After freed nurses, 200 Indian nationals arrive in India today
Zee Media Bureau
New Delhi: A day after 46 Indian nurses freed by Iraqi insurgents reached India, around 200 others reached the national capital on a special flight on Sunday.
The Indians from Najaf reached on a special flight of Iraq Airways which was chartered by the External Affairs Ministry.
At least 400 other stranded Indian national are expected to arrive from Iraq in the next two days.
Around 183 Indians stranded - including 122 nurses from Kerala, Telangana and Andhra Pradesh were given a grand welcome after they reached India.
While some cried in happiness, others were seen clutching the hands of toddlers, most of them children of these nurses, who for the past nearly three weeks never imagined such an arrival.
Sandra Sebastian, one of the nurses, told the media at Kochi airport that she was very scared when they were taken away by the insurgents.
"... very afraid... will not go back," she said in broken English.
Chandy earlier said that at one point of time, he had lost all hope as the plane did not get permission to land in Erbil because of strong winds.
He thanked External Affairs Minister Sushma Swaraj for all her efforts.
Reports earlier said many nurses protested at Erbil airport, saying they won`t board the plane unless they are paid their four months` salary arrears but finally agreed after Indian officials persuaded them.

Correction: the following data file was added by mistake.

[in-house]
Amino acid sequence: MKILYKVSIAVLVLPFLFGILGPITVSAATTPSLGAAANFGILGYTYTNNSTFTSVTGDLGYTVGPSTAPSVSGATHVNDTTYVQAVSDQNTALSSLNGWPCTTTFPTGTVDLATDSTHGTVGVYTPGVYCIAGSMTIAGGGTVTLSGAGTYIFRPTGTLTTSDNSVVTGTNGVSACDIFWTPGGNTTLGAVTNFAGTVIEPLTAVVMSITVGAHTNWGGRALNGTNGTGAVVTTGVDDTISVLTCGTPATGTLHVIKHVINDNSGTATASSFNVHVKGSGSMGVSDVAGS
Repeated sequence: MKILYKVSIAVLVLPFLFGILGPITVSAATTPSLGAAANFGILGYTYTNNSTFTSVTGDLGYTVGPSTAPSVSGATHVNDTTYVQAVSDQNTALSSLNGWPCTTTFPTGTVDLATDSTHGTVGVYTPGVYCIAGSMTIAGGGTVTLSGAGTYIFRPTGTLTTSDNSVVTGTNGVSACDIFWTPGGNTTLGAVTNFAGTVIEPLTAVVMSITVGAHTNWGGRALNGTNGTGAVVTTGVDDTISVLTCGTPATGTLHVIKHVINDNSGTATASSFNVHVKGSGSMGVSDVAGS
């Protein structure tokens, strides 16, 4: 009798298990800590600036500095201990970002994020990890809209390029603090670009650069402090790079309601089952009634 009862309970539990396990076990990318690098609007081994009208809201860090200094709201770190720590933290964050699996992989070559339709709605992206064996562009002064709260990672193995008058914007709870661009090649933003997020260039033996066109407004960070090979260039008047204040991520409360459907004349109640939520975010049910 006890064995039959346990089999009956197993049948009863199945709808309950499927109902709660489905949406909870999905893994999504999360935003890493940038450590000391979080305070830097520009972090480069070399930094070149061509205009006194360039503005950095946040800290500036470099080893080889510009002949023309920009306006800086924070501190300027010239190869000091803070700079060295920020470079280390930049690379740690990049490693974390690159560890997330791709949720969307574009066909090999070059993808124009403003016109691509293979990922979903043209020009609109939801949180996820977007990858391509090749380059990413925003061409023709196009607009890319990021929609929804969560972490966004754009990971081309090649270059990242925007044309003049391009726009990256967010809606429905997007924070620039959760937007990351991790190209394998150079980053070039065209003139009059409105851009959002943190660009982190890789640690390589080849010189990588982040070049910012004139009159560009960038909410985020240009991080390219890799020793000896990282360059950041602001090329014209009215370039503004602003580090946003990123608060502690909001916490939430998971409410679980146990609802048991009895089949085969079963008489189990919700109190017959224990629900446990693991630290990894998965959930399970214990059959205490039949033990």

Another nurse could not hide her happiness on being back with her family. Recounting her story, she said: "Once in Mosul, they put us in a big room and we were given beds and food. We feel that the new government there helped us reach here safely. We thank each and everyone who prayed for our return and also all the authorities who helped us," she said.
The Kerala government made arrangements for the nurses to travel in hired vehicles, while the lone nurse from Tuticorin in Tamil Nadu was provided with a railway ticket to her home town.
Meanwhile, UAE-based Indian businessman B.R. Shetty offered the 46 nurses jobs in hospitals he owns across the Gulf country, Nepal, Bhutan and India. In advertisements in Kerala newspapers, he asked the nurses to contact his office if interested.
(With IANS Inputs)
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